Families without access to a computer can request paper packets of their students’ lessons from their school. Those without internet access in Orange County can receive a reduced price from local service providers. And in Osceola County, Spectrum is providing free Wi-Fi for 60 days for all students and their families.

Although school buildings are closed, both districts are still providing lunch to students in the form of grab-and-go meals that are available for pickup at school bus loops Monday thru Friday.

Local private schools such as Windermere Preparatory School and Lake Mary Preparatory School have followed suit with public schools and switched to e-learning.

The Florida Department of Education has also cancelled all state-wide assessments, saying that all final course grades will be determined as if the tests did not exist.

Meanwhile, local colleges have closed down their campuses and canceled all sporting events. Rollins College, Valencia College and University of Central Florida students have all been told that they will finish their spring semester classes online.

Business and the Economy
When Walt Disney World Resorts announced that it would be closing all of its parks on March 15th, it caused a cascade of other closures including that of Universal Orlando Resorts and tourist attractions throughout Central Florida. Hotels were the next domino to fall as families cancelled their vacation plans, forcing lodging facilities to send many of their employees home as occupancy rates fell sharply.

Rich Maladecki, president of the Central Florida Hotel & Lodging Association says the halt to tourism that COVID-19 has caused reminds him of the tragic events of 9/11 when fearful travelers stayed away and it took months for tourism to return to normal levels. But unfortunately, because the timeline of peak infections for COVID-19 is unclear, hotels and attractions do not have a playbook to follow right now.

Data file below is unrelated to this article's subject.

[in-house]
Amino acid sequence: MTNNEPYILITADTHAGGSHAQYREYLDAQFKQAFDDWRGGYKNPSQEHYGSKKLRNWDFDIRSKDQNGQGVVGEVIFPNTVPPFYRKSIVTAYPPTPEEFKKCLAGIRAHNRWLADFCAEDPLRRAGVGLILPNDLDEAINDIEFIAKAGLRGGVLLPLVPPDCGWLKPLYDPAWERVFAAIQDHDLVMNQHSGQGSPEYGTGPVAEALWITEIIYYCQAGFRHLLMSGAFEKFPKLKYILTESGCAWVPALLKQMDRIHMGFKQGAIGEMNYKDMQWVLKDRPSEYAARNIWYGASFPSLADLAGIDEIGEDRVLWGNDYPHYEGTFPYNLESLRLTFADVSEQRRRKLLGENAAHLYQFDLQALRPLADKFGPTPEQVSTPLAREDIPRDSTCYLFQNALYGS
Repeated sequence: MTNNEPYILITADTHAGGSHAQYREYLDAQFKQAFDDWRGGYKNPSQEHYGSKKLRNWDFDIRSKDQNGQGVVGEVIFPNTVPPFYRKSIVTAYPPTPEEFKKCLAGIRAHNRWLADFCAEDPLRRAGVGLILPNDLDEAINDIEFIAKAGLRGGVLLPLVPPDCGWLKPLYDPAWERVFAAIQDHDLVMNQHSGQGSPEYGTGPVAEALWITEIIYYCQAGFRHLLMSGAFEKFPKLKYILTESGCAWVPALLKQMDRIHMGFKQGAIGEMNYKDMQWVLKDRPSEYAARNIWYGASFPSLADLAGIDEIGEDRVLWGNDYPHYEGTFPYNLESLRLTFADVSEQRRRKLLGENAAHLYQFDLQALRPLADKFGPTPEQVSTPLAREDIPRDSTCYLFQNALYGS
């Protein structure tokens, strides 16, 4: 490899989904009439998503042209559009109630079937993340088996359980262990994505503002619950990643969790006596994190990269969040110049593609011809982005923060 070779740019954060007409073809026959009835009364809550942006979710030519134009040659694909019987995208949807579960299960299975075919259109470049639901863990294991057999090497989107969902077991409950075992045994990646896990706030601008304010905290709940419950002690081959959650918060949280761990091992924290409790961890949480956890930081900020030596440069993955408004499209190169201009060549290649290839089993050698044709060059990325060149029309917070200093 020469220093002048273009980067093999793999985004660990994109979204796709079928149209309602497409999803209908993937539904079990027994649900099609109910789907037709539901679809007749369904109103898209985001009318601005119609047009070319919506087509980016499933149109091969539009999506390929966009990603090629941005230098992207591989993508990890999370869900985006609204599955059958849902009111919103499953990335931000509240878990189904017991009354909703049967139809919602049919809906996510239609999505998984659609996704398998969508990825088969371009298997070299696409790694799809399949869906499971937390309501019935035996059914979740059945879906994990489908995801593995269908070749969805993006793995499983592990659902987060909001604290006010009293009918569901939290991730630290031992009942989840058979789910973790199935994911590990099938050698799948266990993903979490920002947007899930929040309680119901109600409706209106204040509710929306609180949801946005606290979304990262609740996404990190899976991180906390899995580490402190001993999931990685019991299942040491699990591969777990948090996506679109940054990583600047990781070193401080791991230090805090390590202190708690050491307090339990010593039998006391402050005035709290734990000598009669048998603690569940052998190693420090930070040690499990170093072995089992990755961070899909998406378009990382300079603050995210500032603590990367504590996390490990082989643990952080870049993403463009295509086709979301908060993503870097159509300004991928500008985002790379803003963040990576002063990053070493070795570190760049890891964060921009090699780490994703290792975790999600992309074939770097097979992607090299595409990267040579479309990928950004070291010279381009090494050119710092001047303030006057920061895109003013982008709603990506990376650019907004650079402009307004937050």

“I don’t know how long this is going to last,” Maladecki says. “And that’s what the real key is.”

To lessen the impact on the industry, he says the government could step in to help workers and the local economy. But ultimately, Orlando will come back strong as it always does.

“I would say that the history of Orlando tourism is brief compared to other worldwide destinations,” Maladecki says. “In our 50 years, we have had predominantly ups, but some downs. … And we as an industry always bounced back exponentially. I suspect we will bounce back. It may take six months, may take 12 months. But this destination has what every destination wants and we’re the envy of most destinations in the world.”

While some businesses have closed, others have switched to or are looking at having employees work remotely.

Kimberly E. Hosley, an attorney at Orlando Law Group who specializes in employment law, says clients of hers have called in recent days with questions about remote working.

She says the first step for employers looking to have employees work off-site is to start testing their digital infrastructure by having employees all log on remotely to see if the company’s server can even handle the traffic. The results from this testing should allow the company’s information technology personnel to upgrade things where needed.

Employers can ask employees to work from their own personal computers but it’s not a good idea for a lot of businesses, Hosley says.

“It’s not necessarily appropriate to allow [employees] to be logging in remotely from private laptops that don’t have the same security measures on them that business computers do,” she says. “The best approach would be for the company to have laptops.”

Hosley says companies should consider remote working whether or not there is pandemic happening because in general “the world is moving toward a more remote working environment.”